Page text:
Game Review: Munchkin: Critical Role Edition

Text reads Game Review Munchkin Critical Role Edition

Hello Variants. We recently got our hands on Munchkin: Critical Role Edition hot off the (Darrington) press and I took the opportunity to play with fellow VV Team Member, Variant Kait. Given my familiarity with the Munchkin franchise, I wanted to take an opportunity to review the Critical Role Edition since I am a fan of TTRPGs, Dungeons and Dragons, and Critical Role. I have written this review under the assumption that most people reading will be fans as well.
Disclaimer: I have played various versions of Munchkin before, including the original Munchkin and both the Marvel and X-Men versions. For more information on how Munchkin game mechanics work please visit here.

Box Art for Munchkin Critical Role Edition

Starting with the product itself, I would like to talk about the quality of the artwork- which is amazing across every card and especially the box art. Great praise should be given to Elena Muñoz and Tyler Hostettler from Dungeon Scribe. The quips and quotes on each card are great as well. My personal favorite is “No… no…no,” which was attributed to Liam O’Brien, and is featured on the Gelatinous Cube. The cards are made of high quality card stock which shuffled smoothly without sticking and were not easily folded.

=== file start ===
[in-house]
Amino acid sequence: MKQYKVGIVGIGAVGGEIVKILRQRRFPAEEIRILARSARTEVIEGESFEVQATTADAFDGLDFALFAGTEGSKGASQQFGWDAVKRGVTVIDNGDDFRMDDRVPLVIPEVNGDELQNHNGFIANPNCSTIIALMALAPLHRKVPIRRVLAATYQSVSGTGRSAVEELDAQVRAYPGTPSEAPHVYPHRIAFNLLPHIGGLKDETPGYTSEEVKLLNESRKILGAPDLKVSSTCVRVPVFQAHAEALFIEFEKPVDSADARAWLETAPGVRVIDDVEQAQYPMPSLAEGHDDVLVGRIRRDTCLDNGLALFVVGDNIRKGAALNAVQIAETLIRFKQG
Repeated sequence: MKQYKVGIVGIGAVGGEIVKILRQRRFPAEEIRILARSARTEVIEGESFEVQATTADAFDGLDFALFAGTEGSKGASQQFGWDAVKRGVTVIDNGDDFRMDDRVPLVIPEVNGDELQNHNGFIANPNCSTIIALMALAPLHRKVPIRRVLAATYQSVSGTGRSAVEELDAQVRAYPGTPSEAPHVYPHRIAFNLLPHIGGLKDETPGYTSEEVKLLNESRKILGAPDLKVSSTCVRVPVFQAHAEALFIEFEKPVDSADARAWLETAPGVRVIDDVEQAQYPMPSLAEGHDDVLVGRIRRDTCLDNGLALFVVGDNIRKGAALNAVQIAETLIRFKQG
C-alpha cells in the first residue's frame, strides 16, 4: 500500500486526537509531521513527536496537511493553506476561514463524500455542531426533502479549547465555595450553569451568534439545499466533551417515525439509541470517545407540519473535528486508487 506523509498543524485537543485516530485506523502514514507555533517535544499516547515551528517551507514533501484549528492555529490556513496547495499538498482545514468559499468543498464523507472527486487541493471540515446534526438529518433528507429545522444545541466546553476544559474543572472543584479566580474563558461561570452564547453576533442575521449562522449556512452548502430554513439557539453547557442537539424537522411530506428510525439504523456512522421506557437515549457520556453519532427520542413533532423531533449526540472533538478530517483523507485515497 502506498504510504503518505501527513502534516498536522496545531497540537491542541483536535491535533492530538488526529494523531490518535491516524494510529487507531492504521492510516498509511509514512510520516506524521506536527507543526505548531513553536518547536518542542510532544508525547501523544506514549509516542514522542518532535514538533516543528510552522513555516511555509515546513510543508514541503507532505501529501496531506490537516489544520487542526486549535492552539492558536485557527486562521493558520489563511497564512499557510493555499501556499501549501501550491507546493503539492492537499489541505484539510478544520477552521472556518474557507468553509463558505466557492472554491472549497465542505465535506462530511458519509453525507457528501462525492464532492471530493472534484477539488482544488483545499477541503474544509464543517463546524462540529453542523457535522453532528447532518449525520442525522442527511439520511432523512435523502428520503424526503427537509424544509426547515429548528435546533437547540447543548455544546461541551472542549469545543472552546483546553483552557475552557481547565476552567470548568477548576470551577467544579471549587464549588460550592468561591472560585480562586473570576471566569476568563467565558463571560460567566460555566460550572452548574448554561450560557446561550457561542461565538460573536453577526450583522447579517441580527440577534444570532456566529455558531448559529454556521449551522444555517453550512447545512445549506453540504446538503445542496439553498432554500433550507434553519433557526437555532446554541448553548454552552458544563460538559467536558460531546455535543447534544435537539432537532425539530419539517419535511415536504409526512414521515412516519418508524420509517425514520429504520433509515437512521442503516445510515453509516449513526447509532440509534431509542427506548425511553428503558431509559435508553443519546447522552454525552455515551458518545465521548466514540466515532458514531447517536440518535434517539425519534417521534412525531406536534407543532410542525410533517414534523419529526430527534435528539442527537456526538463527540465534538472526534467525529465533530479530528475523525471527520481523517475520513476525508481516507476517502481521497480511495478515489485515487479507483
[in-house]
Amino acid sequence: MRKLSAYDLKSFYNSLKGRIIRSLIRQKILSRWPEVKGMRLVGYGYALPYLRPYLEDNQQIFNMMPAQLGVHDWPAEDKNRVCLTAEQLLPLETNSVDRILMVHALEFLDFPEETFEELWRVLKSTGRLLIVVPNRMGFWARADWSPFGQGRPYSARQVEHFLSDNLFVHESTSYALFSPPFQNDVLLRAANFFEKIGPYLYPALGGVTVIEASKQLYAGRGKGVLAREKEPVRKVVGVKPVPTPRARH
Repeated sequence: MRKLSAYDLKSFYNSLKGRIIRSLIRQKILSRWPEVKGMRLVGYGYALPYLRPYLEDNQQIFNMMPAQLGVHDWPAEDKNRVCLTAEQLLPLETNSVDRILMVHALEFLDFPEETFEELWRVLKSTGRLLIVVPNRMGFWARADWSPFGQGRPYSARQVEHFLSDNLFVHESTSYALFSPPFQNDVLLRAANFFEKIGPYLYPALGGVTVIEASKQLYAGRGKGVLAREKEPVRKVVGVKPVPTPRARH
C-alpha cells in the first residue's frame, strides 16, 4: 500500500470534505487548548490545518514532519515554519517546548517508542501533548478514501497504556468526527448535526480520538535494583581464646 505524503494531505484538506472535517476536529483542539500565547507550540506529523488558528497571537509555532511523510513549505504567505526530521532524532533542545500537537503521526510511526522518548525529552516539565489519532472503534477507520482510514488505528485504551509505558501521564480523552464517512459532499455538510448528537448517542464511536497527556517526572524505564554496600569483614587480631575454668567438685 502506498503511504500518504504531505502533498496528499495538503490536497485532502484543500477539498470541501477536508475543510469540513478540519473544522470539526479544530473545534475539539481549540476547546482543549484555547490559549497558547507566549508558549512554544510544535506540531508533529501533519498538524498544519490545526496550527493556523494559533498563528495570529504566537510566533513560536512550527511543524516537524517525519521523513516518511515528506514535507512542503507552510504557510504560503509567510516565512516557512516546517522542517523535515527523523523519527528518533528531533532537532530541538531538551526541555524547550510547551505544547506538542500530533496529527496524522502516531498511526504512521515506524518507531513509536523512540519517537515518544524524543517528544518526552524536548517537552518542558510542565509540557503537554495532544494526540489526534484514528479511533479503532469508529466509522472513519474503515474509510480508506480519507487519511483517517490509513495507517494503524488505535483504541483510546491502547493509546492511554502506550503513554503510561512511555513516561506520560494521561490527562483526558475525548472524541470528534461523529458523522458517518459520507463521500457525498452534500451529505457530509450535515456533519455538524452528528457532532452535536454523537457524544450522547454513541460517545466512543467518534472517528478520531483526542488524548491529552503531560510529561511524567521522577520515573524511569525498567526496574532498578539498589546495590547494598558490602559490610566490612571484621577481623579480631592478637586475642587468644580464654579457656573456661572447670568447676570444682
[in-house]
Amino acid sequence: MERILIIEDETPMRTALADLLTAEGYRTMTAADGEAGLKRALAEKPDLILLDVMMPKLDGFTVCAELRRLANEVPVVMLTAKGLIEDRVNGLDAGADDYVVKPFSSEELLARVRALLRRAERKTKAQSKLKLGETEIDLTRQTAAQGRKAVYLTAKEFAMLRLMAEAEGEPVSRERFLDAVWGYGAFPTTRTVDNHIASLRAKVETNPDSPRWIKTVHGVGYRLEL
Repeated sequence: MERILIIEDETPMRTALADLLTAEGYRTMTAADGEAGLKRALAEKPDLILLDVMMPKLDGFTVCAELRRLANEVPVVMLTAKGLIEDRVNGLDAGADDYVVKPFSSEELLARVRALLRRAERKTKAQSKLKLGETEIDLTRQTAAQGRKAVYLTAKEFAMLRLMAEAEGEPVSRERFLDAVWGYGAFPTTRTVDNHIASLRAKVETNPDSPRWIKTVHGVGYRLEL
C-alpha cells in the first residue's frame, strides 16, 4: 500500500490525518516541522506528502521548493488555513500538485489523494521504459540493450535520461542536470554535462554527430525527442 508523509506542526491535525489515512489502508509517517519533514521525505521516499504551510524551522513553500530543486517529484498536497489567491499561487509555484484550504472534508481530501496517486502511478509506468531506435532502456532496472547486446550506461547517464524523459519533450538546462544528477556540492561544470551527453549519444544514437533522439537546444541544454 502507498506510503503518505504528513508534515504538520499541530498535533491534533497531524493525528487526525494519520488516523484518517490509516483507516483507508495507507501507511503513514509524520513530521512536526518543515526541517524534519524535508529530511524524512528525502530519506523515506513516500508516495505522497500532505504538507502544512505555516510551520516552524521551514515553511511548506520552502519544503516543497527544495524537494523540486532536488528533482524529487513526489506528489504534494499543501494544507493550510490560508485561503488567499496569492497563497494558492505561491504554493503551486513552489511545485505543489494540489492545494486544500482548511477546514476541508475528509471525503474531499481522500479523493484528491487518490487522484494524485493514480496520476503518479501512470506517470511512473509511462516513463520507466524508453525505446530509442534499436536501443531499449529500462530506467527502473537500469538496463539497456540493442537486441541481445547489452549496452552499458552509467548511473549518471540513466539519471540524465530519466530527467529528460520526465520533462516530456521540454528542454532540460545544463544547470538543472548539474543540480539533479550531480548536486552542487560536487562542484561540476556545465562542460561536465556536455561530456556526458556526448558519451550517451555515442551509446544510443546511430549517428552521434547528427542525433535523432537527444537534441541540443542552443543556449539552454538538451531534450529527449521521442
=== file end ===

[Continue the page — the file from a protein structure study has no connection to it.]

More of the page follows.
The gameplay adheres to the Munchkin formula and was very easy to pick up and play for someone who is familiar with the game mechanics or have played other versions of Munchkin previously. It only took a few seconds of reading over each card to figure out when and how it was played for seasoned players. We recommend new players take the time to read over the entire rule set before attempting to play as there are a LOT of moving parts and card shuffles for beginners.